Possession by A.S. Byatt

A Booker Prize winner from 1990, “Possession” is one of those books that I’d been meaning to read for a long time and never got around to. I finally did, and I’m glad. It’s the story of a young academic who makes a shocking discovery about the Victorian poet whom he studies, something that were it known would have a huge impact on the scholarship of that period.

So it’s a mystery novel, in a sense, in which he tries to figure out what really happened, tracing the story through letters and literature. His co-conspirator is a feminist whose own speciality is a little known woman Victorian poet. So it’s a romance as well, both set in the past and in the present.

The main problem I had with the book was that although it’s a great premise, the execution can be pretty boring at times. The central plot is interesting, with lots of humor surrounding the cutthroat nature of academia, as everyone tries to get in on the secret. The Victorian love affair was, for me, way too bogged down in the flowery language to be exciting. I found myself skipping over all the poems, skimming the letters, and hoping to get back to the present day. My internal editor was working overtime.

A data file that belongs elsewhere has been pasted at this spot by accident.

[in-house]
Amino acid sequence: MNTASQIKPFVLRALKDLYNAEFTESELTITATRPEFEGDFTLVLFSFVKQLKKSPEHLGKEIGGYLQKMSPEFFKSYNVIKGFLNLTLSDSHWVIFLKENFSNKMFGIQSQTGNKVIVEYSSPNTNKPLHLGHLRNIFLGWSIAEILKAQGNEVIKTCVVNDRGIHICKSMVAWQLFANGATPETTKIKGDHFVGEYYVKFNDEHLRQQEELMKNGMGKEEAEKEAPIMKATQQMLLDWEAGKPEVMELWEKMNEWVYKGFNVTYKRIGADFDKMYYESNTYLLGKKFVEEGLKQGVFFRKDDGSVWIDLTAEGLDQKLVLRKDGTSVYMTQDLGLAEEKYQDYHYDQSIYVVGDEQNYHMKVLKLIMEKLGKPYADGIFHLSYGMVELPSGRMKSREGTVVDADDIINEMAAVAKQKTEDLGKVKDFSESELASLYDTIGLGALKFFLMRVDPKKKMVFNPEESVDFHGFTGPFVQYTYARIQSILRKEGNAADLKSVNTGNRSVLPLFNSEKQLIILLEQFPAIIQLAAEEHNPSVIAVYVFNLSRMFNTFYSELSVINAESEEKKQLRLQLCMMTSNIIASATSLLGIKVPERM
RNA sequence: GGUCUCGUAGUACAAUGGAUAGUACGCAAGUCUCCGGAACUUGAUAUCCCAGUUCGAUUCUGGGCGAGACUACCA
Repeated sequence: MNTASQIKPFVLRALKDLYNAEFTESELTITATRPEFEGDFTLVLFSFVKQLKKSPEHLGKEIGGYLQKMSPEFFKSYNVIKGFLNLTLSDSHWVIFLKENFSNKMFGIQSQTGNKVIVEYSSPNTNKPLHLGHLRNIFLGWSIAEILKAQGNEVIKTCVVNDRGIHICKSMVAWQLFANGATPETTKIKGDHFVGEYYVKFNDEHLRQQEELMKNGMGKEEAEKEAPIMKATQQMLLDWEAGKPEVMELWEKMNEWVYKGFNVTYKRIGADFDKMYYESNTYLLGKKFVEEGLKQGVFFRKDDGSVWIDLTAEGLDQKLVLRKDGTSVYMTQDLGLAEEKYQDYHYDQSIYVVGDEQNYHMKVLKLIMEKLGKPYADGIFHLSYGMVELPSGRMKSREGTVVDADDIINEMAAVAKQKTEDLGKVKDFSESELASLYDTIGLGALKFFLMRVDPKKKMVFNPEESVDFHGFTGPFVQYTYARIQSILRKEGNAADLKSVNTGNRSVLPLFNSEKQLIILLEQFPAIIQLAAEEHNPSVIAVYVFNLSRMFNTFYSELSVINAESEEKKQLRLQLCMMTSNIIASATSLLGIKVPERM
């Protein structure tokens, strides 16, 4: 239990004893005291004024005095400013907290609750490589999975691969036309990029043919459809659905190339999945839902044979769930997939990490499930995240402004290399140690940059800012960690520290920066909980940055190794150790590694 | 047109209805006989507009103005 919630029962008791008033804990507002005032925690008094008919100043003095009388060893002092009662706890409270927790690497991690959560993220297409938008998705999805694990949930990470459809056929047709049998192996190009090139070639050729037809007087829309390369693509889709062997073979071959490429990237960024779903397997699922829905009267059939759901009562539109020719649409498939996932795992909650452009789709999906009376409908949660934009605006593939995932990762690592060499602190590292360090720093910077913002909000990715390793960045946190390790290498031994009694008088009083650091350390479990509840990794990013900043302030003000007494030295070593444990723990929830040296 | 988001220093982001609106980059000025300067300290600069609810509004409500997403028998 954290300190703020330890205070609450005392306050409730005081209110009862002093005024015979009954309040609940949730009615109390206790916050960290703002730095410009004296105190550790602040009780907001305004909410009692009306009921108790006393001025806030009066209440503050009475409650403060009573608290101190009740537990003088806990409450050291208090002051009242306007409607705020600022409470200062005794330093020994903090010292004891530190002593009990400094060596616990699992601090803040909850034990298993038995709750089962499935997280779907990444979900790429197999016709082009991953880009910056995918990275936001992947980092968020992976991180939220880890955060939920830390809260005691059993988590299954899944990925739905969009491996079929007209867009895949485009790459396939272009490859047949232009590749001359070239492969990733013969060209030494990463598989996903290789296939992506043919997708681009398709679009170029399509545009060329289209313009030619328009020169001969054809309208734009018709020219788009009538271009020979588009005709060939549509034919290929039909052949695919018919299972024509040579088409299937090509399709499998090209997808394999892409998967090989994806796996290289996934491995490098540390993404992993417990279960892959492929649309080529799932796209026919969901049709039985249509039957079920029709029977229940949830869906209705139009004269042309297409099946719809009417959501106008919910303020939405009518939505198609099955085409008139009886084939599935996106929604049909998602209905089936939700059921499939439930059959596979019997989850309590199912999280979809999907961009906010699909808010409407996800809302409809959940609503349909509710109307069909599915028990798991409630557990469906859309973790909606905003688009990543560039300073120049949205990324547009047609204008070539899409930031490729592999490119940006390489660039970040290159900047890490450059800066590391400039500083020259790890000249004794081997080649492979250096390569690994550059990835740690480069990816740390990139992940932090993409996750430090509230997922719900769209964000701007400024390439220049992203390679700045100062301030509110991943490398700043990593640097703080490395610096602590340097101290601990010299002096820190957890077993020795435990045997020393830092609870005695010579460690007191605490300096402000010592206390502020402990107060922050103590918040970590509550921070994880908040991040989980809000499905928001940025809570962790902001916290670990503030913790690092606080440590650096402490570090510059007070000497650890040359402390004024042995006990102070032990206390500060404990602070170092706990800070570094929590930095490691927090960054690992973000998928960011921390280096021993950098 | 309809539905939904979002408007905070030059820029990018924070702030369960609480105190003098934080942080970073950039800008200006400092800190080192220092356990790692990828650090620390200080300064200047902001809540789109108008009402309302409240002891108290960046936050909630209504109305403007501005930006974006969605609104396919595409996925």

I really liked the character of Roland and the way his relationship with Maud unfolds. But even these two live so much in their own heads that they can’t make a move without analyzing everything to the nth degree. I mean, who does that? If that’s what it means to be an intellectual, they can have it. I’ll take real life (and unanalyzed passion) any day. To me it’s much more romantic. But I was glad that things worked out for the two of them.

My favorite part of the book came at the end, when the final secret is revealed. I would love to reprint the whole postscript here, because the writing is just so beautiful, but it would certainly spoil it for anyone who plans on reading it for themselves. So do.


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